Stunts, Stunts and – Stunts. The only way to begin a review about this film, in my opinion, is with those three simple words.
Mission: Impossible – Fallout is the latest insertion in the Mission: Impossible series and is directed by Christopher McQuarrie (Mission: Impossible – Rogue Nation, Jack Reacher, and the brilliant The Way of the Gun) – the first return director for the series – and stars the never-slowing-down-no-matter-how-old-he-is Tom Cruise as series hero Ethan Hunt. Fallout follows Hunt and the IMF (Impossible Mission Force) team and some other allies as they attempt to track down a mysterious villain known only as John Lark.
Fallout is an action movie fans wet dream – jam packed with guns – and not just any guns: small guns, big guns and huge guns. It has fights – with even IMF director Alan Hunley (Alec Baldwin) getting in on the action. It has chases – in fact the single best motorcycle/car chase ever put to film in my opinion.
And it has stunts. Tom Cruise is notorious for performing his own stunts and here is no exception. In the previously mentioned motorcycle/car chase he rode against traffic in Paris without the safety of a helmet. He spent an entire year practising a HALO (High Altitude, Low Opening) skydive. He jumped across buildings (and broke an ankle in the process), as well as piloting a helicopter during another chase. If that is not dedication I don’t know what is. Cruise may get the short end of the stick when it comes to the media, but he really knows how to entertain. Not only is Cruise a great entertainer, he is a brilliant actor – you only need to look at his early films such as Risky Business, Born on the Fourth of July and Rain Man to see his versatility as an actor.
Along for the ride is Ving Rhames – the only other actor to appear in all 6 films – as Luthor Stickell. Rhames is a great actor and does not drop the ball here. He brings emotion to the film, while also displaying the urgency the action and his character require. He is fantastic. As is Simon Pegg as Benji Dunn –the second-best performance behind Cruise himself. He not only has the ability to deliver some serious work, but he has some of the best comic timing in the business. Pegg was so invested in the film that he even hit the gym to great effect – his on set nickname was Eight-pack Peggles. Rebecca Ferguson makes an appearance as Ilsa Faust and her performance to begin with is, generally speaking, a bit weak. But as the film goes and her characters motivations seem to evolve she gets stronger in her performance.
Henry Cavill is the newcomer here as CIA agent August Walker. Walker’s involvement is due to a dispute between the CIA and the as to who gets John Lark when he is captured. Unfortunately, Cavill is the (performance wise) weak link in the film. His DC role as Superman does not require for him to provide much other than a sculpted physique and the end result of those films have seen a bland and expressionless performance. The same can be said here. He is more tank than man, but that isn’t everything. Granted there wasn’t too many scenes where he needed to show anything other than a stone-cold stare but a bit more sentiment and tone would have been great. Cruise is always able to display emotion through the simplest or the grandest of gestures. His experience is telling. Hopefully, with time, Cavill will grow as an actor and be able to match his on-screen counterpart.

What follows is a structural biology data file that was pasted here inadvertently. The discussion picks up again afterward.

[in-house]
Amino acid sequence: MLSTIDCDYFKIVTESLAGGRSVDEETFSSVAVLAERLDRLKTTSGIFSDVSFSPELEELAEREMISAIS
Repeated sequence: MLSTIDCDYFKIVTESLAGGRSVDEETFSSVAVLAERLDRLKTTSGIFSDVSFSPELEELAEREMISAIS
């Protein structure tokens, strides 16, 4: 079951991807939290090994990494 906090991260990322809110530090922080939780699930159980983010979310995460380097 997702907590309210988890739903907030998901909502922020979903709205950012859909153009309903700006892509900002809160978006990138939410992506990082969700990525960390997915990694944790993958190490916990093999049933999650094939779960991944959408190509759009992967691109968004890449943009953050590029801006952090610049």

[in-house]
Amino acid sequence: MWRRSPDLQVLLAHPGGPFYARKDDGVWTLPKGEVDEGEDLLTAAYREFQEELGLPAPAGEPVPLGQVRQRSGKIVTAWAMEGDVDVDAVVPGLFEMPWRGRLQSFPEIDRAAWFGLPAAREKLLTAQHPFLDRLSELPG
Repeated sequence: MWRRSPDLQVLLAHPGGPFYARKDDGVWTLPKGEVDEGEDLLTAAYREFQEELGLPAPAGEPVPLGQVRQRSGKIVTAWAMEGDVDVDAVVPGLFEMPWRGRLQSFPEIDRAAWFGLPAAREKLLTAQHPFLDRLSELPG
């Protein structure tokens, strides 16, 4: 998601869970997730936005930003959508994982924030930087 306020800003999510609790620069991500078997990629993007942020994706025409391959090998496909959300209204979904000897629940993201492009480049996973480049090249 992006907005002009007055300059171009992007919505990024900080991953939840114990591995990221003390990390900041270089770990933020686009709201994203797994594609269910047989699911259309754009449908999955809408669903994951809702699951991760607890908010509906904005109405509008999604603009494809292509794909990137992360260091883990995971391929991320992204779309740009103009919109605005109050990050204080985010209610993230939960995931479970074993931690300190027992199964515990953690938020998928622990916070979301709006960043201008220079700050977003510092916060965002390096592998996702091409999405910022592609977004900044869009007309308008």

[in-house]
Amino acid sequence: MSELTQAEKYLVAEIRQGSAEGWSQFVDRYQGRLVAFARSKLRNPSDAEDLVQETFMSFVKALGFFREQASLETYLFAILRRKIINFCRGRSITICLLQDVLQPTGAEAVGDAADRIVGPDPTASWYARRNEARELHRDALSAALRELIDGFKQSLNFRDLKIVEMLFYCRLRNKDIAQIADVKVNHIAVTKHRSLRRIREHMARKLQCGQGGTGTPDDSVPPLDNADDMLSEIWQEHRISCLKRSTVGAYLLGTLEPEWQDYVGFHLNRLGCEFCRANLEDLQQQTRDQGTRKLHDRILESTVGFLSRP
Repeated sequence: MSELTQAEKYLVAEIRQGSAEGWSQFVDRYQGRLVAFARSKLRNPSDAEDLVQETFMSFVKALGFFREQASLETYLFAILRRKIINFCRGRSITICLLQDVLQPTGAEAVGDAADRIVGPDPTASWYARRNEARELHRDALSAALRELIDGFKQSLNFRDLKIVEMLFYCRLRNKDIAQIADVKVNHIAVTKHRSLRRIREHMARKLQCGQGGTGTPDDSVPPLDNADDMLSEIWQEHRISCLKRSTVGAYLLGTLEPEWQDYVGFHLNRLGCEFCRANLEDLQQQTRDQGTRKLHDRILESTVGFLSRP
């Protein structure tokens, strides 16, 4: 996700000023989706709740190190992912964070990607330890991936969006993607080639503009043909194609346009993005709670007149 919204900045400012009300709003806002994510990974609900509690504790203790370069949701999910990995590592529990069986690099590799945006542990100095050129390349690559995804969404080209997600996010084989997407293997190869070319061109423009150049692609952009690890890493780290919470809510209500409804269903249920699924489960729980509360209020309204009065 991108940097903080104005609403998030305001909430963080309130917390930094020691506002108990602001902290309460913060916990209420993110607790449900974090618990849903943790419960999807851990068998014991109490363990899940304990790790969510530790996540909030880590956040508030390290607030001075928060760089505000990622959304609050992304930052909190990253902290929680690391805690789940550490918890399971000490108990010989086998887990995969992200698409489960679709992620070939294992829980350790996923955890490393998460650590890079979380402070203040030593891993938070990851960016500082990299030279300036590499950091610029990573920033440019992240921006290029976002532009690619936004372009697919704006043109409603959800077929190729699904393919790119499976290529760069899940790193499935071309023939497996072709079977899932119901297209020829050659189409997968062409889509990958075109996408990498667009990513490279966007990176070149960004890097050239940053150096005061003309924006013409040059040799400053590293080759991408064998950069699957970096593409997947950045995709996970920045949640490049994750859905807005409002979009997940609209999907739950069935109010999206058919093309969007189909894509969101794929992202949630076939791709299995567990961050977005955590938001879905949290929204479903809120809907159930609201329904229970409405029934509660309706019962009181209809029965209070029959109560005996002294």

In my notes for the film I wrote “action at is finest, plot at its worst”. The story, as it unfolds is completely ridiculous. The Impossible Mission Force is one of the unluckiest (or luckiest) organizations ever conceived – depending on how you look at it. Ethan and the team have experienced so many things go wrong since the first film to this film that it is amazing that Ethan Hunt hasn’t kicked the bucket…oh wait, he did that in number 3 and number before being revived but somehow, they always seem to get the chicken dinner.
In Fallout one thing after another goes wrong. The worst occurring right at the outset – Hunt and Dunn are trading money for plutonium, but things go against plan. They find themselves pinned down outside a tunnel entrance by an unseen enemy and are told “you’ve got nowhere to go, leave the plutonium and walk away”. Things get worse as Luthor is taken hostage. After some tech mastery from Benji, Ethan drops the plutonium and Dunn and Hunt go in to save Luthor. The enemy has mysteriously disappeared and the plutonium (which they left just behind them) is also nowhere to be found. The absolute worst part of the scene is that the entire IMF team is ripe for the taking and the enemy (an utterly ruthless terrorist group) just leave. Why would this unseen foe simply not just kill them? It makes zero narrative sense at all and is completely frustrating. The scene was terribly written, as it was obviously going to go wrong. Things not going Hunt’s way have become a little tired at this stage, but let’s not forget what this film series is – it’s Mission Impossible. It’s getting in a tough spot and pulling off the impossible. If it went well, then, it wouldn’t be impossible.
Christopher McQuarrie, who also wrote the film, does a great job with the direction. He has produced a fast paced, high octane action film that doesn’t let up until the end credits. The stunt team (Tom Cruise included) should also stand up and take a bow, they will surely be acknowledged at whatever stunt awards there are out there, as well as add to the conversation that stunt teams should have their own category at the Oscars.
Aside from the opening sequence, Mission: Impossible – Fallout is one of the best action films to have ever been put together. Do like Tom Cruise – run to see this .
Director: Christopher McQuarrie Cast: Tom Cruise, Simon Pegg, Ving Rhames Writer: Christopher McQuarrie
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